‘I am not certain of the advantage to be derived from addressing your pamphlet (on cholera) to the Board of Health. I do not imagine that a work on such a subject as cholera, and which exhibits to the World a new method of cure for that complaint, and which has been proved by experience to be at least in numerous cases effectual, will stand in need of any thing beyond its own intrinsic importance to make it an object of universal attention of all manner of men’,

John Ponsonby, eldest son of the 1st Baron Ponsonby, and brother of William Ponsonby , was born about 1770.

He served as a Member of Parliament (MP) in the Irish House of Commons for Tallow between 1793 and 1798, for Banagher between 1797 and 1798. He sat for Dungarvan from 1797 to the Act of Union in 1801, and then in the United Kingdom House of Commons for Galway Borough until 1802.

On the death of his father on 5 November 1806, he succeeded him as Baron Ponsonby, and for some time held an appointment in the Ionian Islands. On 28 February 1826 he went to Buenos Aires as envoy-extraordinary and minister-plenipotentiary until 1828 and moved then to Rio de Janeiro in the same capacity.

An exceptionally handsome man, he was sent, it was reported, to South America by George Canning to please George IV, who was envious of the attention paid him by Lady Conyngham.

In 1830, he was entrusted with a special mission to Belgium on 1 December 1830, in connection with the candidature of Leopold I Belgium (who was a patient of Frederick Hervey Foster Quin, Baron Louis Joseph G Seutin, and Leopold I Belgium knew Samuel Hahnemann well) to the throne, and Ponsonby remained in Brussels until Leopold I Belgium was elected king on 4 June 1831.

His dealings with this matter were adversely criticised in ‘The Guet-à-Pens Diplomacy, or Lord Ponsonby at Brussels, …’ London, 1831. But Charles Grey 2nd Earl Grey eulogised him in the House of Lords on 25 June 1831.

Ponsonby was envoy at Naples from 8 June to 9 November 1832, ambassador at Constantinople from 27 November 1832 to 1841 in which , and ambassador at Vienna from 10 August 1846 to 31 May 1850.

Through Charles Grey 2nd Earl Grey, who had married his sister Mary Elizabeth, he had great influence, but his conduct as an ambassador sometimes occasioned embarrassment to the ministry. He was, however, a keen diplomatist of the old school, a shrewd observer, and a man of large views and strong will (LOFTUS, Diplomatic Reminiscences, 1892, i. 129–30).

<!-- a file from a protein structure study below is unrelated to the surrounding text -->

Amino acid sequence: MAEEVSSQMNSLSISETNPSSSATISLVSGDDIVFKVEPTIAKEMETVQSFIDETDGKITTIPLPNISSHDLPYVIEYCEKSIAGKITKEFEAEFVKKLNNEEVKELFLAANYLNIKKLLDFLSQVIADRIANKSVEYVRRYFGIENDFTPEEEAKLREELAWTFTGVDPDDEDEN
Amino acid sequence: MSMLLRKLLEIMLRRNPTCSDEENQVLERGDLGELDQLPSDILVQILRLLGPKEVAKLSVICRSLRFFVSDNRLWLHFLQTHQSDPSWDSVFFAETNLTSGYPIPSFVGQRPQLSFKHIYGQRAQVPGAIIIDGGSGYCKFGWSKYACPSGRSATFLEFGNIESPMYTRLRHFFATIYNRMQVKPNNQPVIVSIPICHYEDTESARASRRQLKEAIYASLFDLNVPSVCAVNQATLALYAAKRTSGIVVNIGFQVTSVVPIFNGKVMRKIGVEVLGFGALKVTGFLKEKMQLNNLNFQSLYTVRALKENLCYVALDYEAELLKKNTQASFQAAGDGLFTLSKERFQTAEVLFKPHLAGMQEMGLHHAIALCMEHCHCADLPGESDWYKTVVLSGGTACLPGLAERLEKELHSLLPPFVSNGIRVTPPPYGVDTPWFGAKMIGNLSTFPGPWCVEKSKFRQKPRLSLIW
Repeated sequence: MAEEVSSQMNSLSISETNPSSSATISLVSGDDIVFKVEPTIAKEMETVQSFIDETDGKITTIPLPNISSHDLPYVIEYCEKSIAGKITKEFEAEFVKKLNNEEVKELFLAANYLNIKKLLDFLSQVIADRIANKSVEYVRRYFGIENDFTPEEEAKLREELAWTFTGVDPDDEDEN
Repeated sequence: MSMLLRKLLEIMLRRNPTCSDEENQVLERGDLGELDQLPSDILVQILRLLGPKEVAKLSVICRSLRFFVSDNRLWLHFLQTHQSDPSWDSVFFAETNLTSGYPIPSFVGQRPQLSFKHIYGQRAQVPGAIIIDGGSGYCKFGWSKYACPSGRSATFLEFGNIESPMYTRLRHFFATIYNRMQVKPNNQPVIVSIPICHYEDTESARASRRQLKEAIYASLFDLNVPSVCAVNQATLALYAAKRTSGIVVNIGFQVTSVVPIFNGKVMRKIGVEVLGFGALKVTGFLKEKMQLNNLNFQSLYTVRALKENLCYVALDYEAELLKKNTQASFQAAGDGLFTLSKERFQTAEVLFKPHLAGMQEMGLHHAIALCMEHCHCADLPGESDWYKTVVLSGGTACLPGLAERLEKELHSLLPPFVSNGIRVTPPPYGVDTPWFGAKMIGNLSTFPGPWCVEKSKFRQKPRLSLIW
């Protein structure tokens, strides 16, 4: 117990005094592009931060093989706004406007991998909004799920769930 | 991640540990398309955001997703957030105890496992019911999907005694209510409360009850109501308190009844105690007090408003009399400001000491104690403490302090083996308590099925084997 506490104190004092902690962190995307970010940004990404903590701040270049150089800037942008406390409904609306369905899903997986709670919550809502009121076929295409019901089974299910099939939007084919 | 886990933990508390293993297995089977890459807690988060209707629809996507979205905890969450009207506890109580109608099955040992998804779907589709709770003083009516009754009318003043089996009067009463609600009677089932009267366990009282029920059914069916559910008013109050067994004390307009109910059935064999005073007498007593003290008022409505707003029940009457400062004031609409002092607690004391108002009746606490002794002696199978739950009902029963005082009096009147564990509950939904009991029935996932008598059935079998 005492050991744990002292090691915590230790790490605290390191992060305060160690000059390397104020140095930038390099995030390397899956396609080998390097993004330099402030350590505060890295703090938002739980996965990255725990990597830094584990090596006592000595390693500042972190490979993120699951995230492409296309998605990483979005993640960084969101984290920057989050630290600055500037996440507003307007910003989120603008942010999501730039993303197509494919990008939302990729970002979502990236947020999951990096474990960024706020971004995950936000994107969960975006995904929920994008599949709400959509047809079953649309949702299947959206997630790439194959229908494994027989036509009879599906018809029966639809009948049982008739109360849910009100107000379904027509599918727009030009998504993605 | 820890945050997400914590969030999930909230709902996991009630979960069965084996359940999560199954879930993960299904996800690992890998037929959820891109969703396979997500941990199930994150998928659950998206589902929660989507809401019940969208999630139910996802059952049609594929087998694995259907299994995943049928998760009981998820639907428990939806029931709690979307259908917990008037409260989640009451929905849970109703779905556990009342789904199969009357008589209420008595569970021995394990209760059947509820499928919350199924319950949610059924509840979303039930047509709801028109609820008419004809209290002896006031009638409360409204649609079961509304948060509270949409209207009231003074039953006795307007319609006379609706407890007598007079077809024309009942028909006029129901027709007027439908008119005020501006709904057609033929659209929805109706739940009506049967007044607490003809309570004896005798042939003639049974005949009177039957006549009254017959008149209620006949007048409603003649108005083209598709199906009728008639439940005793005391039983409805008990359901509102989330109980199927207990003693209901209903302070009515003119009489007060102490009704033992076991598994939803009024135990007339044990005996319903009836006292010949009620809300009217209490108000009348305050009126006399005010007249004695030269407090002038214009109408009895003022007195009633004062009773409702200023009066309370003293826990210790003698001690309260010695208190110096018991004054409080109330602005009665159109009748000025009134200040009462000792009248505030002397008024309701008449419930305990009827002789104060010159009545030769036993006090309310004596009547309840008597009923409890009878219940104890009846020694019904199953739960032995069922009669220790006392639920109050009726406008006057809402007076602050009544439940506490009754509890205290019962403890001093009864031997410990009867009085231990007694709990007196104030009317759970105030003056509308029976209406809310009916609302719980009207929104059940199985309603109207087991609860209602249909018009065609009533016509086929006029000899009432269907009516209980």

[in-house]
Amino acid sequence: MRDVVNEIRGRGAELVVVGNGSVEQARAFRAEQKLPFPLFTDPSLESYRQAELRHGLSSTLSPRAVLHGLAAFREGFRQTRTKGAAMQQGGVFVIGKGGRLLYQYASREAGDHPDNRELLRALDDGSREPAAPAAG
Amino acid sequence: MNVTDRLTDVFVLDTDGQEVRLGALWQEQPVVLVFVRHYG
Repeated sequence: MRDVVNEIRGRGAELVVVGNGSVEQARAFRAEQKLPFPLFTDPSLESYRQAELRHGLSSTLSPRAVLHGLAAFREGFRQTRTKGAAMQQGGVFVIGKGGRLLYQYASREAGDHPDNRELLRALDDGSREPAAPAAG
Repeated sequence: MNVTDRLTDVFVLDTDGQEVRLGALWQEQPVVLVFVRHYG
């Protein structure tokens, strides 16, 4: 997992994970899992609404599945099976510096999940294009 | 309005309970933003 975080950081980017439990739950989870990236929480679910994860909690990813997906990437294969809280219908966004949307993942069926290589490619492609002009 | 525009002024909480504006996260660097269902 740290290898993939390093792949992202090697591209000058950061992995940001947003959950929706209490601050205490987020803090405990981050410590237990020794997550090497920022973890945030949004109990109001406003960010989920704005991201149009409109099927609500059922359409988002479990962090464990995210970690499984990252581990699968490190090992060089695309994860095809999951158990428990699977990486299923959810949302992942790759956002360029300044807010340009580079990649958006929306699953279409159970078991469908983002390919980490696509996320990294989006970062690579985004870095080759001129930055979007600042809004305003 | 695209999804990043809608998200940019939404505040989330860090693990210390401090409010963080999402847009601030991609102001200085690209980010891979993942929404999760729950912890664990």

He was gazetted G.C.B. on 3 March 1834, and created Viscount Ponsonby, of Imokilly in the County of Cork on 20 April 1839.

The viscount had married, on 13 January 1803, Elizabeth Frances Villiers, fifth daughter of George Villiers, 4th Earl of Jersey. She died at 62 Chester Square, London, on 14 April 1866, having had no issue. (John Ponsonby was thus related by marriage to the family of Sarah Sophia Villiers Countess of Jersey (who was a supporter of homeopathy and she was a friend of the Countess of Blessington),

Ponsonby published Private Letters on the Eastern Question, written at the date thereon, Brighton, 1854, and died at Brighton on 21 February 1855. The viscounty thereupon lapsed, but the barony devolved on his nephew William, son of Sir William Ponsonby.

Of interest:

Frederick Ponsonby 3rd Earl of Bessborough 1758 – 1844, was a British peer.

Harriet Cavendish Granville, wife of Granville Leveson Gower 1st Earl Granville, was Frederick Ponsonby’s cousin, and so he also knew Richard and Robert Verity, the physicians of Harriet Cavendish Granville and Granville Leveson Gower 1st Earl Granville,

Henrietta Ponsonby Countess of Bessborough had an affair and two illegitimate children with Granville Leveson Gower 1st Earl Granville,

Frederick Ponsonby was the eldest son of the 2nd Earl of Bessborough and succeeded to his father’s titles in 1793. On 27 November 1780, he had married Lady Henrietta Spencer (the second daughter of  John Spencer 1st Earl Spencer) and they had four children: John William 1781 – 1847; Frederick Cavendish 1783 – 1837; Caroline 1785 – 1828; William Francis Spencer 1787 – 1855,

Caroline Amelia Gordon Lennox 1819 – 1890, daughter of Charles Gordon Lennox 5th Duke of Richmond, married John Ponsonby 5th Earl of Bessborough (who was a friend of Benjamin Disraeli),

Henry Frederick Ponsonby GCB 1825 – 1895 was the son of the British Army general, Sir Frederick Cavendish Ponsonby, and Private Secretary to Queen Victoria, and a friend of Frederick Arthur Wellesley 1844 - 1931,

John George Brabazon Ponsonby 5th Earl of Bessborough, PC 1809 – 1880, styled Viscount Duncannon from 1844 until 1847, was a British cricketer and politician, and a friend of Benjamin Disraeli, and précis writer to Henry John Temple Viscount Palmerston,